Fact Check: NO Evidence That Russia 'Is The First Country To Break The Antarctic Treaty'

Fact Check

  • by: Uliana Malashenko
Fact Check: NO Evidence That Russia 'Is The First Country To Break The Antarctic Treaty' Good Standing

Is Russia "the first country to break the Antarctic Treaty"? No, that's not true: Russia neither broke away from the agreement nor violated it. As of November 17, 2022, no credible sources -- including other treaty members, the International Court of Justice, international law experts or major media organizations -- had reported that Russia had not fulfilled its treaty obligations in Antarctica.

The claim appeared in a post published on Instagram on November 16, 2022 (a copy of the video can also be found on TikTok). The caption said:

Russia Breaks Antarctic treaty. πŸ‘€πŸ€”

The video opened:

You guys hear about what Russia did all over TikTok? Check out this TikTok video. Russia is the first country to break this Antarctic Treaty that all countries that supposedly go to war together all the time, don't agree on all kinds of things. But all countries agreed not to touch Antarctica. Until now.

Here is what the video looked like at the time of the writing of this fact check:

Screen Shot 2022-11-17 at 12.03.57 PM.png

(Source: Instagram screenshot taken on Thu November 17 17:03:57 2022 UTC)

The post referenced another Instagram entry that made a claim about a supposedly hidden civilization in Antarctica. Lead Stories already debunked a version of that claim.

The Antarctic Treaty is an international agreement that 12 countries, including the Soviet Union and the United States, originally signed in 1959. The two countries entered the agreement with "a basis of claim," while seven others had made explicit territorial claims before signing the treaty. However, all participants agreed to maintain the status quo by avoiding any military activities on the continent, especially concerning territorial claims, and using Antarctica only for scientific research. Thus, the document is regarded as "the first arms control agreement of the Cold War."

Article I of the Antarctic Treaty says:

Antarctica shall be used for peaceful purposes only.

Article VI explicitly protects the neutral status of the continent:

No acts or activities taking place while the present Treaty is in force shall constitute a basis for asserting, supporting or denying a claim to territorial sovereignty in Antarctica or create any rights of sovereignty in Antarctica. No new claim, or enlargement of an existing claim to territorial sovereignty in Antarctica shall be asserted while the present Treaty is in force.

The agreement additionally emphasizes the transparency of any research conducted in Antarctica and mandates that participants' stations be open for inspections.

Over the years, the total number of treaty signatories reached 54.

After the dissolution of the Soviet Union in 1991, Russia took on its international treaty obligations. As of this writing, Russia is still listed as a party to the Antarctic Treaty.

Replying to a Lead Stories inquiry by email on November 17, 2022, one academic observer from Australia for the 2017 Antarctic Treaty Consultative Meeting, Tim Stephens, a professor of international law at the University of Sydney Law School, said:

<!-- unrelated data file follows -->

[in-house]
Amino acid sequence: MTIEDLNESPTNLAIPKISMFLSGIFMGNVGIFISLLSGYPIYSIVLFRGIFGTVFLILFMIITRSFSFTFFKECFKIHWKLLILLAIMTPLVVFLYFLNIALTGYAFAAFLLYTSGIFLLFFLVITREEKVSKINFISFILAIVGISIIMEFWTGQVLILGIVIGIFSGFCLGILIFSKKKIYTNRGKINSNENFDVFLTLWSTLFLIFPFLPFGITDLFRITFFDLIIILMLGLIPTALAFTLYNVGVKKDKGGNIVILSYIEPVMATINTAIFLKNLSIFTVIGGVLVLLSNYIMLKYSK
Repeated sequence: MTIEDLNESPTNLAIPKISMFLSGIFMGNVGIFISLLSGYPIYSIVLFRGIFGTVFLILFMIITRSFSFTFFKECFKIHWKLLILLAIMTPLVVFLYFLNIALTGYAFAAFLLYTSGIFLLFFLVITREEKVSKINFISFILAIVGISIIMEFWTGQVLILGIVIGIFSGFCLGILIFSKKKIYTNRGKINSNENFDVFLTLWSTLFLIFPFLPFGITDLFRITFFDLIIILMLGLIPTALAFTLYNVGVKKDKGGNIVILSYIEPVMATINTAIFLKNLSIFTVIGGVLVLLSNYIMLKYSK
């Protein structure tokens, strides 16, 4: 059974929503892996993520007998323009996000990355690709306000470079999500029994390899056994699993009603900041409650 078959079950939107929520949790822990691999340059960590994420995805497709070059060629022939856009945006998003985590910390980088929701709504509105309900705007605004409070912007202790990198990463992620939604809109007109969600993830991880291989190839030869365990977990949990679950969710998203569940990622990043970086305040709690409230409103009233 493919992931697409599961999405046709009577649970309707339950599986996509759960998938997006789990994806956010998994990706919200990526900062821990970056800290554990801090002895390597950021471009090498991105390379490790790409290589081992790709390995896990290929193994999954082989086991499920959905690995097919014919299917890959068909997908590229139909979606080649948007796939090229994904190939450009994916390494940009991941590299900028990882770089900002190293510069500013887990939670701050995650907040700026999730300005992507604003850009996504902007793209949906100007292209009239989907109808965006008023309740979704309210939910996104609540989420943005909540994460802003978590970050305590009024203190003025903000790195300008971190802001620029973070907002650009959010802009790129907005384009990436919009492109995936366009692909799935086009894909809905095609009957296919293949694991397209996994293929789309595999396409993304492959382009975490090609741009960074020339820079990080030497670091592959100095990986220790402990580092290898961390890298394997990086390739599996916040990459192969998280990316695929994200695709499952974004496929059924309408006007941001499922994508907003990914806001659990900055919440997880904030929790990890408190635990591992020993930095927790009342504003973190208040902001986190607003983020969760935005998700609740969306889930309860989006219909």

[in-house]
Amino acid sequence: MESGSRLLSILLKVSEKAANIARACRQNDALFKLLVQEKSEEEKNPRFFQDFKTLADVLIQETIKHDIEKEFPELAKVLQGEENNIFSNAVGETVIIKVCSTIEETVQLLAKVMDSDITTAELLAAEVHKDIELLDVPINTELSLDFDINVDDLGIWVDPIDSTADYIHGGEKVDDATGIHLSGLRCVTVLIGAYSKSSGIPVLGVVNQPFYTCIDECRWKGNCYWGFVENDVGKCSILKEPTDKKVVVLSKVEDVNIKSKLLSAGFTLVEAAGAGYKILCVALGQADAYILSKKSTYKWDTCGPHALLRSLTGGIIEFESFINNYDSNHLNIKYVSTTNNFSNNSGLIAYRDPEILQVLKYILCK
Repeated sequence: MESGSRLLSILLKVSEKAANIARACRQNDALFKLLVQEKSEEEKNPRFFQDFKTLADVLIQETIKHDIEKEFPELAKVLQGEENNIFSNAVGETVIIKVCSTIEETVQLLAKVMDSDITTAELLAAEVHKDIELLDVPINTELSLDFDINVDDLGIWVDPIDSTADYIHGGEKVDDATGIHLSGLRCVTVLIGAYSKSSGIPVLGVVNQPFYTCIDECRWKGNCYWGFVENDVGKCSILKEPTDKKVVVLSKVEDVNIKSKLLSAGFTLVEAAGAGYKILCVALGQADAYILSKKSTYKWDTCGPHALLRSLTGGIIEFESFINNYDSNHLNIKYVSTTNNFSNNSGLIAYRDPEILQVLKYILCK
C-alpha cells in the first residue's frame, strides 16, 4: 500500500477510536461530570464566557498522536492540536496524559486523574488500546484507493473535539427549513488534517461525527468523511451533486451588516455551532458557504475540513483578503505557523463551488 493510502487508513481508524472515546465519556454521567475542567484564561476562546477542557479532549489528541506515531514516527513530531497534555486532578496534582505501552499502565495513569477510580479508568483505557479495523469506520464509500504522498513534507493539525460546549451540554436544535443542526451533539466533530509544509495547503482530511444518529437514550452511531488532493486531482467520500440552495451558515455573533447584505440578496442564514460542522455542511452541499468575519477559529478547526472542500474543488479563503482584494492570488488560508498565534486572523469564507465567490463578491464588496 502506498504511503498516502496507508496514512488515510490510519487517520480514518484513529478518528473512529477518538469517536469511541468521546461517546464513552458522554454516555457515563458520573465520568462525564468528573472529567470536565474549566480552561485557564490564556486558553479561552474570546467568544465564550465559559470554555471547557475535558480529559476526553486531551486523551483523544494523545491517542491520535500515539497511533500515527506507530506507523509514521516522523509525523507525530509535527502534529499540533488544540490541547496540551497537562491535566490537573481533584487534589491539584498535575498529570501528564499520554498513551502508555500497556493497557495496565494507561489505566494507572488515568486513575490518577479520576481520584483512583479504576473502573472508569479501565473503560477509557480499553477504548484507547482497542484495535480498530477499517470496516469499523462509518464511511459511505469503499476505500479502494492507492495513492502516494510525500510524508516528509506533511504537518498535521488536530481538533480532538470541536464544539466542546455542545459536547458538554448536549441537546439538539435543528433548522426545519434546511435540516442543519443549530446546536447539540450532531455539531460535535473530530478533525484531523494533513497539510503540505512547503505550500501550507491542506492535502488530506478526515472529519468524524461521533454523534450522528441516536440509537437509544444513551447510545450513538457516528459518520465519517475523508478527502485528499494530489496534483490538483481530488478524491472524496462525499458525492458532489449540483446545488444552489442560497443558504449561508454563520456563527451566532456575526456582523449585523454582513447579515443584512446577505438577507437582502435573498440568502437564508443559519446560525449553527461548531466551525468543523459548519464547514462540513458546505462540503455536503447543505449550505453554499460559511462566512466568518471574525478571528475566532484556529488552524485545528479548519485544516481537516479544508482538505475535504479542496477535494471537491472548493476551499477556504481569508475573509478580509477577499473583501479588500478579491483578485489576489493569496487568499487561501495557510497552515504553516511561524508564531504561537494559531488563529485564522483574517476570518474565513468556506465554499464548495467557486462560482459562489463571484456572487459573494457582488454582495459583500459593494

So far as I am aware, the Russian Federation has not violated the 1959 Antarctic Treaty or the other treaties that make up the Antarctic Treaty System. However, it is certainly fair to say Russia has become a less than cooperative party, as its behaviour at the recent meeting of the Commission on the Conservation of Antarctic Marine Living Resources makes clear.

That meeting concluded in Australia on November 4, 2022. During the conference, Russia sided with China and blocked new limitations on fishing in Antarctica again, even though the proposal was supported by 24 other countries.

Article XI of the Antarctic Treaty establishes that parties should settle disputes peacefully -- among themselves or through the International Court of Justice. No reports indicate that any alleged treaty violations by Russia were discussed at recent international meetings of Antarctic Treaty signatories. As of this writing, the website of the International Court of Justice shows no cases about Russia "breaking the Antarctic Treaty."

The website of Russia's state-funded Arctic and Antarctic Research Institute summarizes the country's ongoing projects in Antarctica. An Institute map shows the locations of research stations: blue dots are for seasonal bases, while red dots represent year-round stations:

Screen Shot 2022-11-17 at 1.02.51 PM.png ,,,(Source: (Source: Aari.ru screenshot taken on Thu Nov 17 19:02:51 2022 UTC)

The claim about Russia purportedly getting ready to break the Antarctic Treaty appeared in The Mirror, a British tabloid, in 2021. The article speculated that the country had maintained its activities on Antarctica, while the COVID-19 pandemic had prompted other treaty signatories to limit their operations. However, the article presented no concrete evidence that those activities went beyond what the Antarctic Treaty allows.

Additional Lead Stories fact checks of claims related to Antarctica can be found here.

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  Uliana Malashenko

Uliana Malashenko is a New York-based freelance writer and fact checker.

Read more about or contact Uliana Malashenko

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